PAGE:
While some places like lakes and coastal because they are distinctively stinky). But eventually the large phytoplankton die
oceans have too much nitrogen (see Page this phytoplankter does spew out a lot of new and the little and big guys poop and die.
32), the open ocean is nitrogen-barren. fixed nitrogen for other bacteria and phy- Turds and carcasses clump together and
That’s why nitrogen fixers such as Trichodes- toplankton to use. This source of nitrogen sink, burying carbon at the bottom of the
mium play such an important role in the stimulates phytoplankton growth, feeding ocean and drawing down concentrations of
marine food web. little guys that feed the big guys and moving carbon dioxide at the surface. This link be-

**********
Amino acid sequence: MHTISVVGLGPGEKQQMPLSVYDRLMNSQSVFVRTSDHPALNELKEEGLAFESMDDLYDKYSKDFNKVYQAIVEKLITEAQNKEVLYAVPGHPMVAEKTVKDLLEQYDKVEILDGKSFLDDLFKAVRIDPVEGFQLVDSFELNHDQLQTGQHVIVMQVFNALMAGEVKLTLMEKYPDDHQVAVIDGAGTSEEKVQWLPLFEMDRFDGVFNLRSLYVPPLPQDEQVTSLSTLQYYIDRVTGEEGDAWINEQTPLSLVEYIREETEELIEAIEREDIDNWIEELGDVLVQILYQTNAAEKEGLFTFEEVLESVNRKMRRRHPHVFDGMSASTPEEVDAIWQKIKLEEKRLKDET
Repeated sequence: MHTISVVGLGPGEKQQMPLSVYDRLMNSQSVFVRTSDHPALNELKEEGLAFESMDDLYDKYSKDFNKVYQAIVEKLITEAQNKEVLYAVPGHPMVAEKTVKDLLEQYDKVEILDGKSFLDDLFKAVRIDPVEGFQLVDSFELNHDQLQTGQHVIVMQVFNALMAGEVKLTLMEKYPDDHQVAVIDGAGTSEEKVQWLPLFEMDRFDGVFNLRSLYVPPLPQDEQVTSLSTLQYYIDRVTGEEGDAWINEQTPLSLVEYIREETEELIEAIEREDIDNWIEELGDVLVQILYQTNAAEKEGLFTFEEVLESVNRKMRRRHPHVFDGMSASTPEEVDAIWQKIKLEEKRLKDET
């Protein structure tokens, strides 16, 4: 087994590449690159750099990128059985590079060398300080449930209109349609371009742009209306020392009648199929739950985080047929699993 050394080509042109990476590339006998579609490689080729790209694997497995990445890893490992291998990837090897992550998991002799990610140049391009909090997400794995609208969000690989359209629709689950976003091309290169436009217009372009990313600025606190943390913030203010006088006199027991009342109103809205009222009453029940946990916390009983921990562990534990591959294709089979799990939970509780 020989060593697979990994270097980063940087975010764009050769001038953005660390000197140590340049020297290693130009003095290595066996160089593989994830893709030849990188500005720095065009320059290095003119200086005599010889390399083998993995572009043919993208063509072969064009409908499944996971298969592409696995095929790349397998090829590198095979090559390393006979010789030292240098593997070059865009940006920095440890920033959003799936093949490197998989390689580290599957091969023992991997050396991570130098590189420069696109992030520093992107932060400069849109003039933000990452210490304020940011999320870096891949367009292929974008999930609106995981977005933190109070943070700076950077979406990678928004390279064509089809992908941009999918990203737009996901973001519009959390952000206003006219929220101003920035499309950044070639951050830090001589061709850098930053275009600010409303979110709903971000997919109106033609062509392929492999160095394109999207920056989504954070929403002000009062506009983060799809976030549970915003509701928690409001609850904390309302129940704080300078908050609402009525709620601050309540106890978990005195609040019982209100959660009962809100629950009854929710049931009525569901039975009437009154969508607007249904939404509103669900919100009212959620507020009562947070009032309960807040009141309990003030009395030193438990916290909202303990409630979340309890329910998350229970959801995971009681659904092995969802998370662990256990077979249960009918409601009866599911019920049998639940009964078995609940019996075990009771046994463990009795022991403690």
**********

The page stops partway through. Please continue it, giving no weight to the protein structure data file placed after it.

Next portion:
tween the nitrogen and carbon cycles can
ultimately affect the global climate. But to
understand how these chemical cycles work,
you have to understand the creatures turn-
ing the wheels.
That’s where we come in.
at the Woods hole Oceanographic in-
stitution (WhOi), we call ourselves “Team
Tricho”: P. Dreux chappell, elizabeth Or-
chard, and me. To find the differences
among Trichodesmium, we put them through
all sorts of torture. Just like phytoplankton,
we have to diversify to coexist.
chappell and Orchard specialize in the
Zackary Johnson, University of Hawai’i at Mānoa
ways Trichodesmium obtain and use nutrients
such as iron and phosphorus in the oceanic
desert where they thrive. chappell focuses
on iron while Orchard is devoted to phos-
phorus. They stress out cultures by with-
holding nutrients to see how they react.
i concentrate on diversity. i want to see if
Trichodesmium have slightly different capabil-
Researchers aboard the R/V Kilo Moana collect seawater samples from Niskin bottles on a ities, and if that’s what allows them to coex-
device called a rosette. The bottles can be programmed to snap shut at specific depths. When ist. To do that, i have to get them to grow.